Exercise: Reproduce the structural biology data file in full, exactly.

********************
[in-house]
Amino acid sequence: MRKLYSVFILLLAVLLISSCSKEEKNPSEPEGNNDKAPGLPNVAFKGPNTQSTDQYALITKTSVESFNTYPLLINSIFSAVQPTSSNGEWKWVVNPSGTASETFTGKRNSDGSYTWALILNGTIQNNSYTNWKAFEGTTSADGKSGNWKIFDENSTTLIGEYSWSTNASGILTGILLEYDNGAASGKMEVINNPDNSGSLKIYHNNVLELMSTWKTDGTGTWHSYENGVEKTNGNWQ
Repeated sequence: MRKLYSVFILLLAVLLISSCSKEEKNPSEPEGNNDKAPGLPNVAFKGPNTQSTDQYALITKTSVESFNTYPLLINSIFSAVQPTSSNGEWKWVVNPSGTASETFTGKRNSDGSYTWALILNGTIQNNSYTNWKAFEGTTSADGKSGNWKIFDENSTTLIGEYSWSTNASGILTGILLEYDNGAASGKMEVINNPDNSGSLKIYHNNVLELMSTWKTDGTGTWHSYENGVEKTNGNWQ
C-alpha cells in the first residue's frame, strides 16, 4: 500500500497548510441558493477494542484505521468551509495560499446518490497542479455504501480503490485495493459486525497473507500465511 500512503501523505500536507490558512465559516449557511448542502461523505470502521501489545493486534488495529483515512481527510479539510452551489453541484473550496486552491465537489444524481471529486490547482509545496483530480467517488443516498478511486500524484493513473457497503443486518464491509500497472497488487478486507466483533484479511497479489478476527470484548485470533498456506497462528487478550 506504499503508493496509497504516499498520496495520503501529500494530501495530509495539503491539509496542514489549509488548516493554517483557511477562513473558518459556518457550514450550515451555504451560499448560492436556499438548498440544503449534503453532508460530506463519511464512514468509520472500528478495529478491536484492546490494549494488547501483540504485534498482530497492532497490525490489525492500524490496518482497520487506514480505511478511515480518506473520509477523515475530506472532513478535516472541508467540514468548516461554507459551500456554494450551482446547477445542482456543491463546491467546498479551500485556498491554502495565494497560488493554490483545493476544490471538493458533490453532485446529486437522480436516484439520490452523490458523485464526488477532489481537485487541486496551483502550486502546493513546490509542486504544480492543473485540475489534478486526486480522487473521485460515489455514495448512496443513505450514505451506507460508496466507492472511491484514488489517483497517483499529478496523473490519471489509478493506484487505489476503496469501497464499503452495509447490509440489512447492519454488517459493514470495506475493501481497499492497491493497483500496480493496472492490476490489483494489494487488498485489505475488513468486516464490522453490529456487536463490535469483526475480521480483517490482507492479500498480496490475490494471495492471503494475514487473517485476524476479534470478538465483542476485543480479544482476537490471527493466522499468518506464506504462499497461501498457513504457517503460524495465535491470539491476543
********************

[in-house]
Amino acid sequence: MRKLYSVFILLLAVLLISSCSKEEKNPSEPEGNNDKAPGLPNVAFKGPNTQSTDQYALITKTSVESFNTYPLLINSIFSAVQPTSSNGEWKWVVNPSGTASETFTGKRNSDGSYTWALILNGTIQNNSYTNWKAFEGTTSADGKSGNWKIFDENSTTLIGEYSWSTNASGILTGILLEYDNGAASGKMEVINNPDNSGSLKIYHNNVLELMSTWKTDGTGTWHSYENGVEKTNGNWQ
Repeated sequence: MRKLYSVFILLLAVLLISSCSKEEKNPSEPEGNNDKAPGLPNVAFKGPNTQSTDQYALITKTSVESFNTYPLLINSIFSAVQPTSSNGEWKWVVNPSGTASETFTGKRNSDGSYTWALILNGTIQNNSYTNWKAFEGTTSADGKSGNWKIFDENSTTLIGEYSWSTNASGILTGILLEYDNGAASGKMEVINNPDNSGSLKIYHNNVLELMSTWKTDGTGTWHSYENGVEKTNGNWQ
C-alpha cells in the first residue's frame, strides 16, 4: 500500500497548510441558493477494542484505521468551509495560499446518490497542479455504501480503490485495493459486525497473507500465511 500512503501523505500536507490558512465559516449557511448542502461523505470502521501489545493486534488495529483515512481527510479539510452551489453541484473550496486552491465537489444524481471529486490547482509545496483530480467517488443516498478511486500524484493513473457497503443486518464491509500497472497488487478486507466483533484479511497479489478476527470484548485470533498456506497462528487478550 506504499503508493496509497504516499498520496495520503501529500494530501495530509495539503491539509496542514489549509488548516493554517483557511477562513473558518459556518457550514450550515451555504451560499448560492436556499438548498440544503449534503453532508460530506463519511464512514468509520472500528478495529478491536484492546490494549494488547501483540504485534498482530497492532497490525490489525492500524490496518482497520487506514480505511478511515480518506473520509477523515475530506472532513478535516472541508467540514468548516461554507459551500456554494450551482446547477445542482456543491463546491467546498479551500485556498491554502495565494497560488493554490483545493476544490471538493458533490453532485446529486437522480436516484439520490452523490458523485464526488477532489481537485487541486496551483502550486502546493513546490509542486504544480492543473485540475489534478486526486480522487473521485460515489455514495448512496443513505450514505451506507460508496466507492472511491484514488489517483497517483499529478496523473490519471489509478493506484487505489476503496469501497464499503452495509447490509440489512447492519454488517459493514470495506475493501481497499492497491493497483500496480493496472492490476490489483494489494487488498485489505475488513468486516464490522453490529456487536463490535469483526475480521480483517490482507492479500498480496490475490494471495492471503494475514487473517485476524476479534470478538465483542476485543480479544482476537490471527493466522499468518506464506504462499497461501498457513504457517503460524495465535491470539491476543